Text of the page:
Beavers are gigantic living rodents in North America. The adult weighs approximately 40 pounds, including the tail, and measures more than 3 feet in length. They have webbed hind feet, sharp teeth, and a broad, relatively flat tail that can be 15 inches long and 6 inches wide.
These rodents are also active on the water, swimming and diving for hours daily. They are primarily known for constructing dams for defense against predators.
Their long tail has both land and waterside usage. In water, when threatened by an attacker, it makes a loud noise with its tail. This noise warns members of its colony that danger is near and may serve to deter predators.
When on land, the tail acts as a prop for this critter when sitting or standing upright. And as a balance and support, it walks on its hind legs and carries building materials with its mouth, front legs, and paws.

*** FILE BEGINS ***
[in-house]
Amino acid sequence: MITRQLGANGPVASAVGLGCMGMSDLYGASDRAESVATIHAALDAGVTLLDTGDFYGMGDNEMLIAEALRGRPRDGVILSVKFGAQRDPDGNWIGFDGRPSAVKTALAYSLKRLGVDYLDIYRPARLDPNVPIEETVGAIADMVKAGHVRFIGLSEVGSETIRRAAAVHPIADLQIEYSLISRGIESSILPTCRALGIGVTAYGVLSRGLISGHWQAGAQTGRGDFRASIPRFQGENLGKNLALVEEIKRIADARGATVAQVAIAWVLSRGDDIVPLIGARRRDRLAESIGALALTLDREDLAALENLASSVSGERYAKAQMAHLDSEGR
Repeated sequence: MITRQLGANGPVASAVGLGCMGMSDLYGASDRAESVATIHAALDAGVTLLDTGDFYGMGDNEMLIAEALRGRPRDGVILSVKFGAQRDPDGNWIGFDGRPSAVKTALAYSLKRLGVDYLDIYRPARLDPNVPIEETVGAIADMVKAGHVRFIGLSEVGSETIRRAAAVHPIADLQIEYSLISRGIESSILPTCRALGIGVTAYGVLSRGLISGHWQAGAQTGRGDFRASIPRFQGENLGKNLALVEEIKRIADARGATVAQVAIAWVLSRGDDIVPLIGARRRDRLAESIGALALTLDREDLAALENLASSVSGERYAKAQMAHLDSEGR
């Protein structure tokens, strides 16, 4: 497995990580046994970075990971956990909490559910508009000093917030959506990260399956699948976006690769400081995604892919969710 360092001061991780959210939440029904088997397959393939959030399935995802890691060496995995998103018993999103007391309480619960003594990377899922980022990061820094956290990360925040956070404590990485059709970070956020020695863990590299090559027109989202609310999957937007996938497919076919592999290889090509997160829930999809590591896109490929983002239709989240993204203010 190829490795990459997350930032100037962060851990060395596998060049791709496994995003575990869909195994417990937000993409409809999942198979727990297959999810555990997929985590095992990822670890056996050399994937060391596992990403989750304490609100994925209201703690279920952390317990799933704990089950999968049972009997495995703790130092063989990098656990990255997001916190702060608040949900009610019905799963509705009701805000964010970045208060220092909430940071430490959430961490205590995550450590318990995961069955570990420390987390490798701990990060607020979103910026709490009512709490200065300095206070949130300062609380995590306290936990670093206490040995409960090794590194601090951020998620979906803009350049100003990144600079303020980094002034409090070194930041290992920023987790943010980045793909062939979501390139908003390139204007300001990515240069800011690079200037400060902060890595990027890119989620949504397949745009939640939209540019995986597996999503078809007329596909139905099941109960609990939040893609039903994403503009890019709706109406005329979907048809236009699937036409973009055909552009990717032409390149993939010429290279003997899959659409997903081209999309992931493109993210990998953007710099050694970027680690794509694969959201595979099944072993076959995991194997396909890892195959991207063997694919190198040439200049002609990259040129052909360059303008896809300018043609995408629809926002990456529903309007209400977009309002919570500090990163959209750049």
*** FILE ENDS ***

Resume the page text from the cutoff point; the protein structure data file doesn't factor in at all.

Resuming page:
Bears, bobcats, coyotes, cougars, dogs, and wolves kill them while foraging on land or migrating across the water.
Also, the harsh winter weather conditions, starvation, rising water levels, and falling trees can kill them. However, the giant predator remains humans that trap this pest for their furs.
These critters are nocturnal but are sometimes active during the day. They do not appear to sleep, but they are sluggish in winter, spending most of their time in the lodge or den.
A mated pair of beavers can live peacefully together for many years, sometimes for life.